The American approach to Iran has been predicated upon engagement and pressure. Therefore, positive overtures toward Iran are perceived by Iranians with suspicion. Hillary Clinton states very clearly that during her term as secretary of state the policy of engagement “would open our hand in seeking tougher sanctions on Iran.” Ayatollah Khamenei believes that the United States is intent on toppling the Islamic Republic, citing American support for Saddam Hussein’s invasion, covert operations against Iran, open backing for anti-regime groups, denial of Iran’s right to peaceful enrichment under the Nuclear Non-Proliferation Treaty, and paralyzing economic sanctions. The declaration that “all options are on the table,” used by various American administrations, is insulting language that exacerbates the shortage of confidence on the Iranian side.

Since the start of President Obama’s second term, though, a change in American policy toward Iran has been evident. A change in tone appeared in the remarks of President Obama in the UN General Assembly, where he shed light on the mutual mistrust between the two countries and the need to resolve years of animosity through diplomatic means. In an unprecedented move, President Obama and President Hassan Rouhani spoke over the phone after the latter’s election in 2013. There have also been meaningful high-ranking talks between Iranian Foreign Minister Mohammad Javad Zarif and his American counterpart, John Kerry, over the nuclear program; such talks were hard to envisage only three years ago. Since President Rouhani took office, there have been a number of substantive and constructive negotiations over Iran’s nuclear program that resulted in an interim deal called the Joint Plan of Action in November 2014 and an outline agreement for a Joint Comprehensive Plan of Action in April 2015.

Should the dispute over Iran’s nuclear program be resolved, it will certainly prepare ground for cooperation between Iran and the United States. The two countries have common interests in the Middle East: combating drug trafficking, stability in Iraq and Afghanistan, containing and ultimately eradicating the Islamic State in Iraq and Syria (ISIS), and putting an end to the Syrian civil war. Thus, a comprehensive resolution based upon mutual respect over Iran’s nuclear program could be a promising first step in further Iranian-American cooperation and could pave the way for a paradigm shift in relations.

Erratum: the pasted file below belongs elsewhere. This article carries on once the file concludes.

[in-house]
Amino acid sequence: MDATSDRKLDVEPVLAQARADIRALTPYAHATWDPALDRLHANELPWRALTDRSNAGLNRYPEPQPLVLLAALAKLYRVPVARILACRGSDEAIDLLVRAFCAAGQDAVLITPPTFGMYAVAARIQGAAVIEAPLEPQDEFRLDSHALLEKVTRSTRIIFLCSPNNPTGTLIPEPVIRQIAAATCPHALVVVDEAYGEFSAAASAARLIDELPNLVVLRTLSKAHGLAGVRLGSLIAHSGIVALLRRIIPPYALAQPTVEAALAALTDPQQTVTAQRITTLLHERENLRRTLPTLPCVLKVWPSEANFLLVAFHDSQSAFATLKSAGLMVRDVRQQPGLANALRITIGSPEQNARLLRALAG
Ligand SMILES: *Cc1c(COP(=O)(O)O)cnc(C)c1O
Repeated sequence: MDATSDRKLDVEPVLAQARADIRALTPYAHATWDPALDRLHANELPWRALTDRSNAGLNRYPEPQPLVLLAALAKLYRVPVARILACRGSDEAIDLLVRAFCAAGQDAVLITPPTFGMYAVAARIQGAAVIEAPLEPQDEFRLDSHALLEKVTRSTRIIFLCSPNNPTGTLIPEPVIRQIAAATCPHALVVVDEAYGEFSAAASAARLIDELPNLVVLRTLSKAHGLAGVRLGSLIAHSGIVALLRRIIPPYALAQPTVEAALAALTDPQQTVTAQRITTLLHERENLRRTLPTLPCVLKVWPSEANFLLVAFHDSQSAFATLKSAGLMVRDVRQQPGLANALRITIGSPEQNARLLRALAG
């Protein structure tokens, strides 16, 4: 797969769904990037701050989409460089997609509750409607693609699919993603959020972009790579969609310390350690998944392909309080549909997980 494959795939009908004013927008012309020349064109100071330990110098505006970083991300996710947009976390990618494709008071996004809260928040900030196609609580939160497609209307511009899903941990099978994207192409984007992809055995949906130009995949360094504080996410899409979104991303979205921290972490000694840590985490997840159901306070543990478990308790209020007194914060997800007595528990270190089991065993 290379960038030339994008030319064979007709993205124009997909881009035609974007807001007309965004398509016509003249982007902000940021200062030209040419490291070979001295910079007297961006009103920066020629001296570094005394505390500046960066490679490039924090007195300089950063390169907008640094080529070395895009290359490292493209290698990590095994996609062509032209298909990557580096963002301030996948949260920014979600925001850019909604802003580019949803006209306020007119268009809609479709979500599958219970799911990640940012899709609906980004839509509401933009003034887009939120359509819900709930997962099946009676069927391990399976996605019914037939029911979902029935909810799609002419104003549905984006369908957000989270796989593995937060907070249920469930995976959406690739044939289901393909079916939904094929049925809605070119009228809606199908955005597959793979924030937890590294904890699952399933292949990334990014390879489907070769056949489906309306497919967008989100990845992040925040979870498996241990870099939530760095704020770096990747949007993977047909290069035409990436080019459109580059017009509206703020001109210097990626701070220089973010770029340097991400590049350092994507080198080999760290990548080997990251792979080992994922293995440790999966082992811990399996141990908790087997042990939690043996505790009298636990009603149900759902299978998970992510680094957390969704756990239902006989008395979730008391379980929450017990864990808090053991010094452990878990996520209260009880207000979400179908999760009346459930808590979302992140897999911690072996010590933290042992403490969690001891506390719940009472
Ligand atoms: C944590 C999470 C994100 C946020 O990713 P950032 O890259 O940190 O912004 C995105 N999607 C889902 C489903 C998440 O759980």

Arab Suspicion
Arab attitudes toward the United States are grounded to a large extent in U.S. foreign policy toward the Middle East.

The Israeli-Palestinian conflict is an old wound in the relations between the Arab World and the United States. The peace plan supported by both would have at its core a two-state solution—one state for the Palestinians and one for the Israelis—has long lost its viability. The 1967 borders that have internationally been recognized as the basis for the fruition of a two-state solution are no longer accessible given the mass construction of Israeli settlements beyond the 1967 borders and on the territory of the future Palestinian state. The number of Israeli settlers in the occupied territories has risen from 200,000 in 1991 to roughly 600,000 today. The Arab Peace Initiative that was suggested by the late King Abdullah bin Abdulaziz Al-Saud of Saudi Arabia in 2002, which was endorsed by the entire Arab World, does not have any applicability given the settlement issue and Israel’s rejection of any compromise. Benjamin Netanyahu, who on numerous occasions stated his commitment to the two-state solution, ruled out the possibility of a Palestinian state in the days before the 2015 Israeli election. Furthermore, the American policy of not recognizing Palestinian statehood is itself humiliating to the Arabs and a source of contention between the Arab World and the United States.